Prime Minister Lee Hsien Loong on Monday replied to a Facebook post by the Live Turtle and Tortoise Museum, which faces eviction from its Chinese Garden premises at the end of the month.
"Thank you for your post, which I have read. Please be assured that MND (Ministry of National Development) and the agencies are looking into your case," said Mr Lee.
Museum owner Connie Tan had on Sunday made the post which was shared over 4,000 times in a day. "When he responded, I was so touched. Hopefully someone will call me soon," Ms Tan told The Straits Times.
She is in a race against time to find a a new site for the family business before her lease expires on March 31. The museum, which was opened in 2001, will have to make way for the development of the Jurong Lake District.
In the post, Ms Tan, 47, said she has reached out to four government agencies - the National Parks Board, Singapore Land Authority, the Agri-Food & Veterinary Authority of Singapore and the Urban Redevelopment Authority - but has yet to arrive at a solution.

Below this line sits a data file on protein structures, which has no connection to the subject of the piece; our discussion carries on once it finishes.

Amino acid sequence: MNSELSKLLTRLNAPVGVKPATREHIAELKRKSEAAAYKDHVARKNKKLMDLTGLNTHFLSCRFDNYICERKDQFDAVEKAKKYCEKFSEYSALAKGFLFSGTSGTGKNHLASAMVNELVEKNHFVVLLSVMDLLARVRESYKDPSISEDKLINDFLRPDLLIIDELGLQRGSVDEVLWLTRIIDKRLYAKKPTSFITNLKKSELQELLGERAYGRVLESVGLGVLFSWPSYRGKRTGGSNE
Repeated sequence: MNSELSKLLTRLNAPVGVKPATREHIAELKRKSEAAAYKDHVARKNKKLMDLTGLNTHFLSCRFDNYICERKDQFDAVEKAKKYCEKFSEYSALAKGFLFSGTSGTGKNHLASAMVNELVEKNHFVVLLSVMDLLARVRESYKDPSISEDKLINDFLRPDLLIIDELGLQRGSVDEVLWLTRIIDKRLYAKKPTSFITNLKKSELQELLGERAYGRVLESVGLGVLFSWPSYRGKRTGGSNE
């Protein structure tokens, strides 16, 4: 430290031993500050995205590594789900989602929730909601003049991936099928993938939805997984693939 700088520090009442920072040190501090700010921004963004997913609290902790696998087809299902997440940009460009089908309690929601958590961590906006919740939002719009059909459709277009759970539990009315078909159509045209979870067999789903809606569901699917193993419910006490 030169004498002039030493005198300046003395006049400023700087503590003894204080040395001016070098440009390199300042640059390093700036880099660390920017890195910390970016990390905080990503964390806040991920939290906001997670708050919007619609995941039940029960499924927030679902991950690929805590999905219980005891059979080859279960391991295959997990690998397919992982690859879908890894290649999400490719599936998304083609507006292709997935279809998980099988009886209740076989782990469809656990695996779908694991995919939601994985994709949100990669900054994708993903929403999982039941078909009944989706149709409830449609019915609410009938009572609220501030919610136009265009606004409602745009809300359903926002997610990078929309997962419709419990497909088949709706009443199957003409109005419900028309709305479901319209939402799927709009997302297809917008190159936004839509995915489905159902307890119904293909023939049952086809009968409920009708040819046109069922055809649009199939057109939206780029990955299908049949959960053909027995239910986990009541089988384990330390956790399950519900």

Reasons cited for the rejection include licensing and land use issues.
By next month, Ms Tan will shut down her 60-year-old events management company in Bukit Merah to use her office space to temporarily house the turtles. The company was her main source of income.
She is currently looking into a possible site at Sungei Tengah. "I'm trying to get a low-cost piece of land to keep prices down. In a commercial sense, I'm making the task a lot more difficult for myself," she said.
Admission to the museum costs $5 for adults, and $3 for senior citizens and children under six.
The museum is home to more than 500 turtles, tortoises and terrapins. They will lose their home with the redevelopment of the Chinese Garden and its surroundings.
Plans for the area's makeover were first announced in 2014. Jurong Lake Gardens will combine the existing Chinese and Japanese Gardens and Jurong Lake Park.